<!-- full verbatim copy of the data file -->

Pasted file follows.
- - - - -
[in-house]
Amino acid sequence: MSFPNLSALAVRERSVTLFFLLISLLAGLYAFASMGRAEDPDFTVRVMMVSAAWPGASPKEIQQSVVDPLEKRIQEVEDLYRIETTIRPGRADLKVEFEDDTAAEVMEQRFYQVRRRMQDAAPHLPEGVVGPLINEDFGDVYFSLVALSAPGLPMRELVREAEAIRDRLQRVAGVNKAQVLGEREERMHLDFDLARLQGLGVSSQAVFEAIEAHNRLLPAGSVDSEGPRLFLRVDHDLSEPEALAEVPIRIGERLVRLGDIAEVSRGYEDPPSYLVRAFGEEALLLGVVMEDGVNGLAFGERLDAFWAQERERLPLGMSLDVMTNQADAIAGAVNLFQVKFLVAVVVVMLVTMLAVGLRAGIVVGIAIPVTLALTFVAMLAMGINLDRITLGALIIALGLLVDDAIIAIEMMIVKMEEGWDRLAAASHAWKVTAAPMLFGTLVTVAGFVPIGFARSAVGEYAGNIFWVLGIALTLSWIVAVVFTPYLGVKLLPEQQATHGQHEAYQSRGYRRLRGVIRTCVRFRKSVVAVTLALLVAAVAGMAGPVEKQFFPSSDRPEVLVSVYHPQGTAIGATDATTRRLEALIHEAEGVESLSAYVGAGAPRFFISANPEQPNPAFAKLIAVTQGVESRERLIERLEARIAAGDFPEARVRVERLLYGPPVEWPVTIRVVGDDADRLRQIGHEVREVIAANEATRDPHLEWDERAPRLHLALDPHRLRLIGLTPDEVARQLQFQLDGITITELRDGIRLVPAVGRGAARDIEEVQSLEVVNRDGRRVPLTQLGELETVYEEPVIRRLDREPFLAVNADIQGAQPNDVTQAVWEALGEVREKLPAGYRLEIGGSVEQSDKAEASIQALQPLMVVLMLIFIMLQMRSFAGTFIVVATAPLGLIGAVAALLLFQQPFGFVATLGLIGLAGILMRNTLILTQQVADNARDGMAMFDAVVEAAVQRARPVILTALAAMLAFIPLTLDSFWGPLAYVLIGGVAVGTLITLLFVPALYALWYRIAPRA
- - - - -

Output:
[in-house]
Amino acid sequence: MSFPNLSALAVRERSVTLFFLLISLLAGLYAFASMGRAEDPDFTVRVMMVSAAWPGASPKEIQQSVVDPLEKRIQEVEDLYRIETTIRPGRADLKVEFEDDTAAEVMEQRFYQVRRRMQDAAPHLPEGVVGPLINEDFGDVYFSLVALSAPGLPMRELVREAEAIRDRLQRVAGVNKAQVLGEREERMHLDFDLARLQGLGVSSQAVFEAIEAHNRLLPAGSVDSEGPRLFLRVDHDLSEPEALAEVPIRIGERLVRLGDIAEVSRGYEDPPSYLVRAFGEEALLLGVVMEDGVNGLAFGERLDAFWAQERERLPLGMSLDVMTNQADAIAGAVNLFQVKFLVAVVVVMLVTMLAVGLRAGIVVGIAIPVTLALTFVAMLAMGINLDRITLGALIIALGLLVDDAIIAIEMMIVKMEEGWDRLAAASHAWKVTAAPMLFGTLVTVAGFVPIGFARSAVGEYAGNIFWVLGIALTLSWIVAVVFTPYLGVKLLPEQQATHGQHEAYQSRGYRRLRGVIRTCVRFRKSVVAVTLALLVAAVAGMAGPVEKQFFPSSDRPEVLVSVYHPQGTAIGATDATTRRLEALIHEAEGVESLSAYVGAGAPRFFISANPEQPNPAFAKLIAVTQGVESRERLIERLEARIAAGDFPEARVRVERLLYGPPVEWPVTIRVVGDDADRLRQIGHEVREVIAANEATRDPHLEWDERAPRLHLALDPHRLRLIGLTPDEVARQLQFQLDGITITELRDGIRLVPAVGRGAARDIEEVQSLEVVNRDGRRVPLTQLGELETVYEEPVIRRLDREPFLAVNADIQGAQPNDVTQAVWEALGEVREKLPAGYRLEIGGSVEQSDKAEASIQALQPLMVVLMLIFIMLQMRSFAGTFIVVATAPLGLIGAVAALLLFQQPFGFVATLGLIGLAGILMRNTLILTQQVADNARDGMAMFDAVVEAAVQRARPVILTALAAMLAFIPLTLDSFWGPLAYVLIGGVAVGTLITLLFVPALYALWYRIAPRA